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  • Writer's pictureMatt Conway

Fast X: Review


Dominic Toretto and his extended family of racing mavericks face off against a daunting foe from their past in Fast X.


Few could imagine how 2001’s The Fast and The Furious would spawn a generational franchise. The street racing film catapulted from humble origins into becoming a box office phenom, showcasing a refreshing blend of diversity and swagger in its pursuit of high-octane thrills. Eight sequels later, the Fast franchise continues to evolve in compelling ways. Fast Five introduced Dwayne Johnson and a renewed emphasis on gleefully implausible driving setpieces.


Soon after, Furious 7’s electric escapism culminated with a powerful tribute to the passing of longtime series regular Paul Walker. This moment captured the cultural zeitgeist for a good reason; it peeled back the artifice of movie screens and captured the sentiments of a creative team reeling from an unexpected tragedy. The genuine emotion aching onscreen helped shape a remarkably resonant moment that could connect with anyone gutted by a loved one’s passing.


Now I know what some of you are thinking, who cares about Fast and the Furious anymore? To many uninitiated viewers, the franchise only stands as a noisy excuse for vehicular mayhem tied together by goofy references to family. It is true; the films offer an onslaught of explosive carnage, and there is an array of sentimental speeches about family values.


That said, I do think there is a special recipe behind the franchise’s success. I always marvel at the sincerity that runs deep through the Fast and Furious legacy. The affection shared by the cast and crew of these films is an infectious energy that radiates off the screen. There is also a sly self-awareness streak that has only grown with each entry. With the plot and setpieces only getting more implausible, everyone involved embraces the madness with a spirited, tongue-in-cheek delivery.


For viewers buckled into the long-running series, Fast X provides more of the same breathtaking entertainment. A splash of new additions alongside the brand’s long-running appeals helps form another gleeful blockbuster spectacle for the fast brand.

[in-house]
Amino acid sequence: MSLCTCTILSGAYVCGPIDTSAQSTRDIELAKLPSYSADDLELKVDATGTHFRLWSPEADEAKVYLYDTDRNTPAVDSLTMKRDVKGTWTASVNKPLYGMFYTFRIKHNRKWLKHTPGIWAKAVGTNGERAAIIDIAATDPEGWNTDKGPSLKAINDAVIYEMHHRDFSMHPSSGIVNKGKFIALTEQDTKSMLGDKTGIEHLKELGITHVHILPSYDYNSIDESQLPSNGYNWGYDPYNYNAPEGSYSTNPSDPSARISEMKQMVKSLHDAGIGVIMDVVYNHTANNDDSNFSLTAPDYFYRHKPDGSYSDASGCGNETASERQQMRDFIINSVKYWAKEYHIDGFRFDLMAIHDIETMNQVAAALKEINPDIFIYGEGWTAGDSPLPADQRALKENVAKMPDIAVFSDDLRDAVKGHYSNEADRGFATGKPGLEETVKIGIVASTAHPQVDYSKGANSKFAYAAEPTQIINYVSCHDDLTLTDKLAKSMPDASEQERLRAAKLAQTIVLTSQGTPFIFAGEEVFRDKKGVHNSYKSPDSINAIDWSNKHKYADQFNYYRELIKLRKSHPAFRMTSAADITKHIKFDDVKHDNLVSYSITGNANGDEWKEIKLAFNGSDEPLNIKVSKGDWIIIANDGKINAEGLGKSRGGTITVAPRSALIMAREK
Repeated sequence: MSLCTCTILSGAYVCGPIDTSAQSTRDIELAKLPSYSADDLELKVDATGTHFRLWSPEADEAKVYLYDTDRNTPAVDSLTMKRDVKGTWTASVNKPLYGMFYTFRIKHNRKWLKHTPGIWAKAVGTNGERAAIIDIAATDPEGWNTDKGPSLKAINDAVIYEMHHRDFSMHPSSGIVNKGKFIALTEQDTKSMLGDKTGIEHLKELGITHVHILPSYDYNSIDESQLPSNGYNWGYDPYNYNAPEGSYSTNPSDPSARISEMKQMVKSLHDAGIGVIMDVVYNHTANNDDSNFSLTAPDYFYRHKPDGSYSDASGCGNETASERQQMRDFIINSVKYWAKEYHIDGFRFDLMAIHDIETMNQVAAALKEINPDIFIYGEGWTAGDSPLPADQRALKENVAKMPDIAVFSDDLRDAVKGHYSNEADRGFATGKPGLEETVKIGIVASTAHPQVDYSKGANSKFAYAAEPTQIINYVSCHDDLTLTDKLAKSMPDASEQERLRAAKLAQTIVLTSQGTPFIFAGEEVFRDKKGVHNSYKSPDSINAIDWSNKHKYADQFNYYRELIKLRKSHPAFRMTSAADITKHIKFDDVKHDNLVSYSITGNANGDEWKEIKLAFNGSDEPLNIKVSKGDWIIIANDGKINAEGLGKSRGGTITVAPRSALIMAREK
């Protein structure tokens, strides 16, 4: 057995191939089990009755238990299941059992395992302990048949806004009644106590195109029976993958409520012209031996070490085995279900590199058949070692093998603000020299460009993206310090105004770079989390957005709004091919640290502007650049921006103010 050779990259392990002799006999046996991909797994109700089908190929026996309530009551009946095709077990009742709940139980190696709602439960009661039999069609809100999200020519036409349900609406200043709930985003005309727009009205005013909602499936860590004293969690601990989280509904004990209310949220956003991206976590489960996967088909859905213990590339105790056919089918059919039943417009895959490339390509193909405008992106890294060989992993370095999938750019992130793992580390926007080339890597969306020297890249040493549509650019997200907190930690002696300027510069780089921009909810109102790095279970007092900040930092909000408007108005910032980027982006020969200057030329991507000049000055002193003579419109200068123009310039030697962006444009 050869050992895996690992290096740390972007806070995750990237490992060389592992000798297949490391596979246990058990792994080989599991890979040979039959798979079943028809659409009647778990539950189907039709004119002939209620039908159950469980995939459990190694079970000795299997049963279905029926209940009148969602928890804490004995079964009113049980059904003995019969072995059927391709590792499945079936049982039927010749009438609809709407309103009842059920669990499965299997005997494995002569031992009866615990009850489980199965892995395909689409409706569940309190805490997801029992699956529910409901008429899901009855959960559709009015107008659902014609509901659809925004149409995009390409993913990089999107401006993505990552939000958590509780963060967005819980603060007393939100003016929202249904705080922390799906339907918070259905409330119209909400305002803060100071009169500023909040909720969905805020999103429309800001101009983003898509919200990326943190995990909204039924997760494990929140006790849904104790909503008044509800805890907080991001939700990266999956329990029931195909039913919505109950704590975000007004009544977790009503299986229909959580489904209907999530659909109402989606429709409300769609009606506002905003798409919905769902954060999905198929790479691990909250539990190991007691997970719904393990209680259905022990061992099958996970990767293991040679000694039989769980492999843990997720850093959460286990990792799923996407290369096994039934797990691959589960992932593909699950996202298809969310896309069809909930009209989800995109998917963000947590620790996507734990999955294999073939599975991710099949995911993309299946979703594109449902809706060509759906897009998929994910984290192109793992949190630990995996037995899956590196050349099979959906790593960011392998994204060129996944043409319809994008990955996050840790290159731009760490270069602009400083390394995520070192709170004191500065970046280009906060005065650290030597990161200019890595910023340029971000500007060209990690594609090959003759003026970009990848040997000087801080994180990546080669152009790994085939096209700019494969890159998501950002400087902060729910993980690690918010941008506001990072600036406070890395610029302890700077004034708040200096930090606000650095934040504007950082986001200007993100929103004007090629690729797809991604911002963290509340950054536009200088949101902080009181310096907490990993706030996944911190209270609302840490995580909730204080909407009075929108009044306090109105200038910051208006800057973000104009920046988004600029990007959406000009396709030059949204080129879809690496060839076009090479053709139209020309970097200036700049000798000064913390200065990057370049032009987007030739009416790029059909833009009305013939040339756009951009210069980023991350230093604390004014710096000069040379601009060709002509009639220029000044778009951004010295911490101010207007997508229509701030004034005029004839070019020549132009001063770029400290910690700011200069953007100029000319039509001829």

I consider Fast X to be a noticeable improvement over the dull eighth entry, Fate of the Furious, and the fun yet inconsequential Fast 9. A big reason why is the arrival of menacing villain Dante Reyes, who comes to life through the charismatic magnetism of Jason Momoa. The Aquaman star chews the scenery like no other, delivering a colorfully maniacal performance that takes center stage throughout the narrative. He is in perfect lockstep with the franchise’s jokingly self-serious approach. Whether he is spewing out over-written lines like “never accept death when suffering is owed,” or indulging in chaos with a Joker-like anarchical edge, Momoa’s dedicated work provides the franchise with its best antagonist to date. In addition, franchise newcomers Brie Larson and Alan Richardson deliver swagger to their roles as field agents following Dominic’s trail.


Including a new perspective behind the director’s chair also infuses new life into the proceedings. Justin Lin previously served as the franchise’s marquee voice, directing five films across the Fast series, including its best entries, Fast 5 and The Fast and Furious: Tokyo Drift. His impact on the brand is undeniable, yet Louis Leterrier makes for a fitting replacement with the latest entry.


The Transporter director injects his visceral kineticism into the mix, showcasing a skilled hand in imagining outrageous action on an expensive budget. The hand-to-hand combat is elevated through dynamic camera movements and sharp choreography, while the onslaught of car setpieces continues to up the ante in enthralling ways. It’s a blast seeing the latest hot rods race across the screen with reckless abandon. Leterrier and his team dream up some fittingly implausible sequences here, including Dominic pushing a bomb Rocket League-style through the Italian streets and taking down multiple helicopters with one swift driving maneuver. I get it; it’s ludicrous, but that is part of the charm here. I credit Leterrier for seamlessly embedding himself into the franchise and its outlandish aesthetics.


Even with several new flourishes, much of Fast X retains a comforting air of familiarity. Vin Diesel’s soft-spoken presence and distinctive gravitas remain ever-present as family patriarch Dominic Torretto. Tyrese Gibson and Ludacris continue to trade light-hearted barbs as Roman and Tej. Michelle Rodriguez, Jason Statham and John Cena pack a movie star punch in their respective roles, and franchise favorite Sung Kang retains his suave aura as Han. The returning players share a richly lived-in bond that genuinely personifies the franchise’s focus on familial ties. As the series ages, there is a sense of nostalgic wistfulness lingering under the surface. Everyone involved appreciates the journey they have shared together and is well aware that their collective story is nearing the end of its road.


Is Fast X perfect? Certainly not. The narrative’s growing scale leads to a bloated 142-minute experience that wanders more than it should, with the film often jostling between subplots that vary in effectiveness. This mixed bag of detours eventually concludes with one of the most baffling cliffhanger endings I’ve seen in recent memory. It was so jarring that I thought the film projector had broken down, although an excellent post-credit scene somewhat makes up for the bewilderment.


It won’t be for everyone, but Fast X delivers the rousing jolt of nitrous-fueled speed that fans of the brand have come to adore. Just don’t go in expecting Shakespeare.


Fast X is now playing in theaters.

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